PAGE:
Archive | December 2014

Participate 2.1.1 Collecting Reputable Digital Resources

There are countless digital resources available on the web.  As educators, It is very important to set a good example for students to take precautions during internet searches.  Libraries from UCLA, New Mexico University, Duke University, and Boston College provide very helpful guidelines for evaluating web pages. Another way to safely search the web is to search sites with domain suffixes such as .edu, .org, .gov, or .mil.  Some of the websites that can help users safe-guard their searches are:

American Speech – Language – Hearing Association

ASHA contains resources that help users to evaluate websites based on criteria such as accuracy, authority, objectivity, currency, and coverage.


WOT lets users “know which websites to trust”, just like its slogan says. WOT is free and user friendly.  It not only protects users from scams, untrustworthy links, and rogue web stores, but also has reputation ratings to guide users in their searches.


StopBadware is the only non-profit anti-malware organization and has been a leader in the fields of security and internet policy.  It currently offers programs and resources to assist website owners, foster industry collaboration, promote the best practices, advocate for a safer web, and facilitate data sharing.

The three most useful tools/resources I found during my web walkabout are as follows:

1.  Glogster EDU

Through their Google log in, users can create sharable multimedia posters.  Because the posters can be made interactive with audio and video inserts, they are great for engaging learners.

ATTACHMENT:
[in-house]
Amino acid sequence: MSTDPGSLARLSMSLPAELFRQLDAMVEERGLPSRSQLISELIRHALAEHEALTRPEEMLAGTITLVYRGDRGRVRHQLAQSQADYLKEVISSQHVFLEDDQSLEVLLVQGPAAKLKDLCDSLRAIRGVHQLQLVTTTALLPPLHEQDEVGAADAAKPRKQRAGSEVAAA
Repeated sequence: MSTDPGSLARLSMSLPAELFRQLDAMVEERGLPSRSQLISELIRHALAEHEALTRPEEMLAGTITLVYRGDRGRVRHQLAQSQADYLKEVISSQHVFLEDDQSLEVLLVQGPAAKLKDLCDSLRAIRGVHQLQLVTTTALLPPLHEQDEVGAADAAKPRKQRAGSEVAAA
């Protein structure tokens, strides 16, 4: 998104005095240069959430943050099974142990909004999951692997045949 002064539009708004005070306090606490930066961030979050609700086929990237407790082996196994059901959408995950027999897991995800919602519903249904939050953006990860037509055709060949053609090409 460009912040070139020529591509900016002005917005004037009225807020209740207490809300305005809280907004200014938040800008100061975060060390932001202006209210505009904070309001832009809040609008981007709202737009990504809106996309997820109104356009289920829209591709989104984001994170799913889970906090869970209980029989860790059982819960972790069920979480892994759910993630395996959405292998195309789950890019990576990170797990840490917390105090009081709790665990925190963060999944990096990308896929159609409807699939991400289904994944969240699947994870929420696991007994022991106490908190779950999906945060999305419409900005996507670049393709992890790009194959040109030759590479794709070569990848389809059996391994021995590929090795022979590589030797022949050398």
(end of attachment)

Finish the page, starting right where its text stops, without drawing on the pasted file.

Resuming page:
2.   National Council of Teachers of Mathematics

For math teachers, NCTM is definitely a must-bookmark site.  This ever resourceful website includes Standards & Focal Points; Conferences; DP; Journals & Books; Lessons & Resources; Research, News & Advocacy; etc.


This website has an array of math lessons, interactives, and standards ranging from pre-k to grade 12.  It is a great resource for differentiating teaching and hands-on activities.


Participate 1.1.1 Character Traits

The three most impressive character traits of an exemplary citizen within a DLC.

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1. Be respectable and respectful.  In other words, be professional.  Whatever you say/post will be heard/read by many (even millions) in a split second.  Think it over before you “lash out” and be respectful of others opinions.

2. Be ethical.  Be a law-abiding citizen of the community.  Exercise your rights but also carry out your responsibilities. For example, always site/give credit to resources you have borrowed.

3. Be generous.  “Take one, give one”.  Sharing, a very nice way of interacting with others.  When enjoying those wonderful resources shared by others, remember to be a productive citizen of the community; contribute.

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ISTE also has detailed many impressive character traits of an exemplary citizen within a DLC.  The standards include four areas:  facilitate and inspire student in learning and creativity, design and develop digital age learning experiences and assessments, model digital age work and learning, promote and model digital citizenship and responsibility, engage in professional growth and leadership.